A lot vs. Alot: 9 Grammatical Pitfalls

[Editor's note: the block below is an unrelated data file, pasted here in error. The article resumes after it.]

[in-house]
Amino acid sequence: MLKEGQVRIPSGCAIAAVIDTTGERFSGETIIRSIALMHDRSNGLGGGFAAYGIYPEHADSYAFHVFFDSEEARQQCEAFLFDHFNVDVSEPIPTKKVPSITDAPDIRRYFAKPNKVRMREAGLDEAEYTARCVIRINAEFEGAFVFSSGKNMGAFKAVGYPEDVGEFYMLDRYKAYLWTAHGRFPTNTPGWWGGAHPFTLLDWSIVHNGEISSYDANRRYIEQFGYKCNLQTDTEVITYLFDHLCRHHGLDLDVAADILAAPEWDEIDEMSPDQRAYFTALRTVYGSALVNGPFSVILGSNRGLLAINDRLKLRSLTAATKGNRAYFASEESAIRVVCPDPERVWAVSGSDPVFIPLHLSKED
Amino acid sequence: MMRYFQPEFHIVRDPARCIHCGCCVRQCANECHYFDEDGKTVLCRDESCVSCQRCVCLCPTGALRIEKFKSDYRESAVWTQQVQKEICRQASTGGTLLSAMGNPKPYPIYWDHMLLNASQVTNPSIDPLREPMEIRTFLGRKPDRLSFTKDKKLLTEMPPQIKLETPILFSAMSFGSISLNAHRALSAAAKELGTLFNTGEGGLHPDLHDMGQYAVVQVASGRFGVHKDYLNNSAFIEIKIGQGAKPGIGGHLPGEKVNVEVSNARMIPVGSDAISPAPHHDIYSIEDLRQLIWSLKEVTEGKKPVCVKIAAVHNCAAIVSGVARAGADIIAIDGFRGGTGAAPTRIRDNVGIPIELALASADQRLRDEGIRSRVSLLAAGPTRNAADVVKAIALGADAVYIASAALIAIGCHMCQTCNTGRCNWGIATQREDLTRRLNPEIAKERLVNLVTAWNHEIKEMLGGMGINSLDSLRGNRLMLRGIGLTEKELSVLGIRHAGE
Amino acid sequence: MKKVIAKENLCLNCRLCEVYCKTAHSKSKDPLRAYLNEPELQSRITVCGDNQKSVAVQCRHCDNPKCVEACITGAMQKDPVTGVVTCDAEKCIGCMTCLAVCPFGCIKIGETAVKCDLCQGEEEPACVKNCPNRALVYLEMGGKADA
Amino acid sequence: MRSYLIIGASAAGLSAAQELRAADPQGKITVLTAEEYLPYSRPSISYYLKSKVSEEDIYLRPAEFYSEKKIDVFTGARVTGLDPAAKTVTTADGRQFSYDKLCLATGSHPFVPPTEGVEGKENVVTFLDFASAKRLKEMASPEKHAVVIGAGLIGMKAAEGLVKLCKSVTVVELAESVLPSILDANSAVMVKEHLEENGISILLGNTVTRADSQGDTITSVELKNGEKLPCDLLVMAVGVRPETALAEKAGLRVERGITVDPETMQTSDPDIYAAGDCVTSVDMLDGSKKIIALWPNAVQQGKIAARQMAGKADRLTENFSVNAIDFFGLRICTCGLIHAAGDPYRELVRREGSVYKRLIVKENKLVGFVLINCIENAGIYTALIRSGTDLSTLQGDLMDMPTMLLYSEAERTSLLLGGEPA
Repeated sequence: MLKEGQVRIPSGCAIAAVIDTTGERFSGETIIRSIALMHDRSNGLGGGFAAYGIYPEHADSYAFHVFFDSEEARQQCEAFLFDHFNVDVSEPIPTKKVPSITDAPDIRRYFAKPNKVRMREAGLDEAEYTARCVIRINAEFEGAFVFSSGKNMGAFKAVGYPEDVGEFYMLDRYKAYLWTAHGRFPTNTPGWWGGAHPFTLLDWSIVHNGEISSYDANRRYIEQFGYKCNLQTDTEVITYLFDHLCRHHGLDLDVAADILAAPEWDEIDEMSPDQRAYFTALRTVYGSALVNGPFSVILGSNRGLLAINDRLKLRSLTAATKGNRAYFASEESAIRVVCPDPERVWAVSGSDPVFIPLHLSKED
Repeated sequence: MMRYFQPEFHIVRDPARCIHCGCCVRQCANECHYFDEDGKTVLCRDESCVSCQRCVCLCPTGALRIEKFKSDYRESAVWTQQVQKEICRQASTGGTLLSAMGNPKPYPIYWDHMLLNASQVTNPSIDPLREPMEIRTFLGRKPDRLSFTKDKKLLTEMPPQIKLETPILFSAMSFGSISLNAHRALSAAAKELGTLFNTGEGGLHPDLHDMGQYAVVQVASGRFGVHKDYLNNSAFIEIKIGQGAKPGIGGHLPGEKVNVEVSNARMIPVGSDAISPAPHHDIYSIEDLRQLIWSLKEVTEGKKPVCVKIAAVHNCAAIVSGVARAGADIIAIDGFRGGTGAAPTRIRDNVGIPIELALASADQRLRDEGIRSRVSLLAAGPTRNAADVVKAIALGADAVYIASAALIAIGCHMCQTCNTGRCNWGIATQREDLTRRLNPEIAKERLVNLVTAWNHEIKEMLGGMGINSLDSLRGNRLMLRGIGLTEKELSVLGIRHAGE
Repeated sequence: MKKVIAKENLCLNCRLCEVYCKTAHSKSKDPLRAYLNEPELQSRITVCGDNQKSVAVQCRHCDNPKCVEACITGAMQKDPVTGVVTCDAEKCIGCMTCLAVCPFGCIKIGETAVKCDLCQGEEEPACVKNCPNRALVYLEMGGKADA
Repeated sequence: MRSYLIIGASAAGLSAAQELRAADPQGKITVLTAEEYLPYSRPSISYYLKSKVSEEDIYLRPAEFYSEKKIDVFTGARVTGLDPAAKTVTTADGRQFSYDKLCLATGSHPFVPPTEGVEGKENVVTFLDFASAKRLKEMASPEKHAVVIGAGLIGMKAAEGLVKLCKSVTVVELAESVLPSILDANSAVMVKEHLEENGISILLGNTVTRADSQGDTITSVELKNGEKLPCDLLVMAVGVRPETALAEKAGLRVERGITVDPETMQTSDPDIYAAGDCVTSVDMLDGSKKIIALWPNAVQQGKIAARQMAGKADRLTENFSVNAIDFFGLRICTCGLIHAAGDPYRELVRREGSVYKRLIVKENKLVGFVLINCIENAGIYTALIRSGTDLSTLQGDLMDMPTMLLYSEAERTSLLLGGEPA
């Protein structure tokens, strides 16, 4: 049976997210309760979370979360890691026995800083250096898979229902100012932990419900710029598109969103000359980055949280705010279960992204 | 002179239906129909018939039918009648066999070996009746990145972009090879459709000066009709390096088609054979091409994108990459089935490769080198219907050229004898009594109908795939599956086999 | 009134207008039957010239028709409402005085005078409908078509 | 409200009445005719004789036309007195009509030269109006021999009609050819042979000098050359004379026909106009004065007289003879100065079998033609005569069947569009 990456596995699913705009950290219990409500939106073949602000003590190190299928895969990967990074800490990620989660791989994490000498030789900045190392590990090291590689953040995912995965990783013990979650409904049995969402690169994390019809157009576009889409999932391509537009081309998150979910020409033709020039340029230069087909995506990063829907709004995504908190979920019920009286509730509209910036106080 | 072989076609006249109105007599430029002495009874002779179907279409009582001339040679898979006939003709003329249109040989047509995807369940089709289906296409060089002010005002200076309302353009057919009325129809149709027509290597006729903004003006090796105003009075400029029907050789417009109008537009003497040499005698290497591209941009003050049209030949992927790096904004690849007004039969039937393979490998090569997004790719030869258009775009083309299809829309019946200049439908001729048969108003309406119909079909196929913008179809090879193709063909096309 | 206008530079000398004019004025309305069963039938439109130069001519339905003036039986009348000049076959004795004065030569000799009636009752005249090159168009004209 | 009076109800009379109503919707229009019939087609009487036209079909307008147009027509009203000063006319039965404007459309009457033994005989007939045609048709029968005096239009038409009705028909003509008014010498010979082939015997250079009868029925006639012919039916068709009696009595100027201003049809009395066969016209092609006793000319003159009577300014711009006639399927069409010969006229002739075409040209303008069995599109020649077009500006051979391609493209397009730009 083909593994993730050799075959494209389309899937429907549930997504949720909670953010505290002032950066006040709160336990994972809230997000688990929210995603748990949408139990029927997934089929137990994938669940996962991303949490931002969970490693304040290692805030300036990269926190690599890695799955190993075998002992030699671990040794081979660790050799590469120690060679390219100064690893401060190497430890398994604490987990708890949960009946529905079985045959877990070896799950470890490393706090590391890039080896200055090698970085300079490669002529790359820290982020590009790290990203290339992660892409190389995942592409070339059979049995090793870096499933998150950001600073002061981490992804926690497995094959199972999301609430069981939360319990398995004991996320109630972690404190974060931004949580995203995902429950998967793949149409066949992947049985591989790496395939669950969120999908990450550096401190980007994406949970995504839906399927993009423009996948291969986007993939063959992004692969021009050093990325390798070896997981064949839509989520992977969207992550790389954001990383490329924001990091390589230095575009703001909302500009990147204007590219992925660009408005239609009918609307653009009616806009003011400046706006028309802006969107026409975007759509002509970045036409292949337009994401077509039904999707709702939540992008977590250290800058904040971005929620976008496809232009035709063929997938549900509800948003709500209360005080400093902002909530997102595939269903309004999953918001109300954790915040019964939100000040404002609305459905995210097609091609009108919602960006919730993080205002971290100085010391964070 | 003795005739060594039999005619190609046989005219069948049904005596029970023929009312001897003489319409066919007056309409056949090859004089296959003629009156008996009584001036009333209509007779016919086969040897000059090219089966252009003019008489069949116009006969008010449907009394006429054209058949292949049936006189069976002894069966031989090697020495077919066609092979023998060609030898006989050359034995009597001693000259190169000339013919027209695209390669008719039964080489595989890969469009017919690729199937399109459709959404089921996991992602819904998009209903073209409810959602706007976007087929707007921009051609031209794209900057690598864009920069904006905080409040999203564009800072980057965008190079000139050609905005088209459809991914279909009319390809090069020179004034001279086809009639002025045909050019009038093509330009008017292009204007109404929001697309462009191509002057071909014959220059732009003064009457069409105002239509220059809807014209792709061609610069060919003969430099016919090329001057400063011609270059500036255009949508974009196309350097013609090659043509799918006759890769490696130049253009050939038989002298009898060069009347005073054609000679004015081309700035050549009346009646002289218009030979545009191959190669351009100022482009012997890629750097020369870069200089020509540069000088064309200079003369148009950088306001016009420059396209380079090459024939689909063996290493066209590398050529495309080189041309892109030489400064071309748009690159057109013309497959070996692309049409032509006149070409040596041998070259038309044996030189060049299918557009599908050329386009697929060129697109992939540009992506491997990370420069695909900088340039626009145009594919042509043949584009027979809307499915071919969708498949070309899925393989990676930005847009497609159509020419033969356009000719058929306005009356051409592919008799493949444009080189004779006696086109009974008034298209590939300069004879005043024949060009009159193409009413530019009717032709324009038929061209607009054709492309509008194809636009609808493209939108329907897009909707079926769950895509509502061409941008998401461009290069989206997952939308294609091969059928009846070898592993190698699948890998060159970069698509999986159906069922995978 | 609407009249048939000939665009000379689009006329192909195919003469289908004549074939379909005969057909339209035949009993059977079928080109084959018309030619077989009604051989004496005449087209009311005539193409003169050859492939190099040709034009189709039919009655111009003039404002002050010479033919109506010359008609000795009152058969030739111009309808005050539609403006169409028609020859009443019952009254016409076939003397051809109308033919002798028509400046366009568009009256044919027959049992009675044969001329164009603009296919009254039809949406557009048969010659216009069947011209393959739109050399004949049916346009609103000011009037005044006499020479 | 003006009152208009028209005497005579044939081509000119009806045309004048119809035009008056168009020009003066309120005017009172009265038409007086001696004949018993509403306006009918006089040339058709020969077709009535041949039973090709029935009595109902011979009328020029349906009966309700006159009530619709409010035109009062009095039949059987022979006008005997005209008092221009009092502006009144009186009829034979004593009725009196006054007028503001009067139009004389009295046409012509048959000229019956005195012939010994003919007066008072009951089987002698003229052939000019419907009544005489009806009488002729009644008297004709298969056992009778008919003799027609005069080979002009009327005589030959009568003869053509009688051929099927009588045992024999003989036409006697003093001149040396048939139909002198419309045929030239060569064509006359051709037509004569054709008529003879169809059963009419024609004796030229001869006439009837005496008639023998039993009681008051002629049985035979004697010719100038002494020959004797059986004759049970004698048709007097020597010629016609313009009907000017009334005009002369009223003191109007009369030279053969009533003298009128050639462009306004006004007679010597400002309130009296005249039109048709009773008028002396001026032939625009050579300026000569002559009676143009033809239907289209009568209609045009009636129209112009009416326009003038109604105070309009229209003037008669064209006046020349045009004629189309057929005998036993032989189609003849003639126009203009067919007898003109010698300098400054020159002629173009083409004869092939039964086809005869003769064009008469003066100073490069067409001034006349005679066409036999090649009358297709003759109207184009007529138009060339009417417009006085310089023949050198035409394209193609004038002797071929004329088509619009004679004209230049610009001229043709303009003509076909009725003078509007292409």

late 15c., "to divert the attention, beguile, delude," from Middle French amuser "divert, cause to muse," from a "at, to" (but here probably a causal prefix) + muser "ponder, stare fixedly" (see muse (v.)). Sense of "divert from serious business, tickle the fancy of" is recorded from 1630s, but through 18c. the primary meaning was "deceive, cheat" by first occupying the attention. Bemuse retains more of the original meaning. Related: Amused; amusing.